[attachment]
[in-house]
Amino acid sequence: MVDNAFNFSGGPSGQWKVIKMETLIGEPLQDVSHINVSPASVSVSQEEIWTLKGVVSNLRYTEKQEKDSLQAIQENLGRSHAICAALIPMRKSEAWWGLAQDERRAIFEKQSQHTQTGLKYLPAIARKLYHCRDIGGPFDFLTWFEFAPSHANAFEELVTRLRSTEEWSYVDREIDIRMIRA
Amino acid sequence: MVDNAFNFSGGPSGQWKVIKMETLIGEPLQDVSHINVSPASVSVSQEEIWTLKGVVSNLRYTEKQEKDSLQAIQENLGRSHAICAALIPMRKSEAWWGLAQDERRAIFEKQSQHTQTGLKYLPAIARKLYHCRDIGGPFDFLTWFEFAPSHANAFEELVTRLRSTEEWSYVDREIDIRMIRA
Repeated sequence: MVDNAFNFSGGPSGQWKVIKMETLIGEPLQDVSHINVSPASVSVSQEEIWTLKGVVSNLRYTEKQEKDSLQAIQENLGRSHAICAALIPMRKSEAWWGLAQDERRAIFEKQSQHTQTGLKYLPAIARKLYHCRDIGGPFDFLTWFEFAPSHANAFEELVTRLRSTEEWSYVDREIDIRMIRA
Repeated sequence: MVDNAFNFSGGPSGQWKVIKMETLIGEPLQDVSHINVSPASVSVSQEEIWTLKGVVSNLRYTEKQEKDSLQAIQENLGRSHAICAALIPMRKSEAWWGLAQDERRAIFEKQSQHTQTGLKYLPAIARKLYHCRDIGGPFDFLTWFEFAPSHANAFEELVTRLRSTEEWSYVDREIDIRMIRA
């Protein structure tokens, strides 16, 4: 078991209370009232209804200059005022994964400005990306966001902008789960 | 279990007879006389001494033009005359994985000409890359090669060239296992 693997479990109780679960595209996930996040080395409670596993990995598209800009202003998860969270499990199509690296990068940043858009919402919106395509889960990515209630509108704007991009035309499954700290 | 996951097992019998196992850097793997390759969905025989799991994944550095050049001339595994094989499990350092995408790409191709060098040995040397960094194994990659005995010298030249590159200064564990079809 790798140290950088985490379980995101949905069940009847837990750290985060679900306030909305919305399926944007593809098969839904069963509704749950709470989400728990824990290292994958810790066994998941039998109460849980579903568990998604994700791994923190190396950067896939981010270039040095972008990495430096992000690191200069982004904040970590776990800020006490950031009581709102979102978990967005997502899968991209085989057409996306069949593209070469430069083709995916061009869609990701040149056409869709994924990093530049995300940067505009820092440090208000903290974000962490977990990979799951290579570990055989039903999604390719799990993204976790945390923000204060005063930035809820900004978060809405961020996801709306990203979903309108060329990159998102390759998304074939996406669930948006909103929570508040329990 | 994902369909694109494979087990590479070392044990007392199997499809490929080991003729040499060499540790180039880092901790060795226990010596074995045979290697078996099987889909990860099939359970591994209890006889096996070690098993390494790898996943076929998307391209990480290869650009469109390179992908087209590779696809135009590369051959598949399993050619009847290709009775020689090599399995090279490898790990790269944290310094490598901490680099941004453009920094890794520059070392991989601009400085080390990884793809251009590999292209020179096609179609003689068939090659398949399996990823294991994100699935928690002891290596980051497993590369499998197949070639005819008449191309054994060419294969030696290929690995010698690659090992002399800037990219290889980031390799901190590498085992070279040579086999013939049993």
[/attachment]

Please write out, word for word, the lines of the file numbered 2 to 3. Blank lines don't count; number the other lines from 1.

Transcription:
Amino acid sequence: MVDNAFNFSGGPSGQWKVIKMETLIGEPLQDVSHINVSPASVSVSQEEIWTLKGVVSNLRYTEKQEKDSLQAIQENLGRSHAICAALIPMRKSEAWWGLAQDERRAIFEKQSQHTQTGLKYLPAIARKLYHCRDIGGPFDFLTWFEFAPSHANAFEELVTRLRSTEEWSYVDREIDIRMIRA
Amino acid sequence: MVDNAFNFSGGPSGQWKVIKMETLIGEPLQDVSHINVSPASVSVSQEEIWTLKGVVSNLRYTEKQEKDSLQAIQENLGRSHAICAALIPMRKSEAWWGLAQDERRAIFEKQSQHTQTGLKYLPAIARKLYHCRDIGGPFDFLTWFEFAPSHANAFEELVTRLRSTEEWSYVDREIDIRMIRA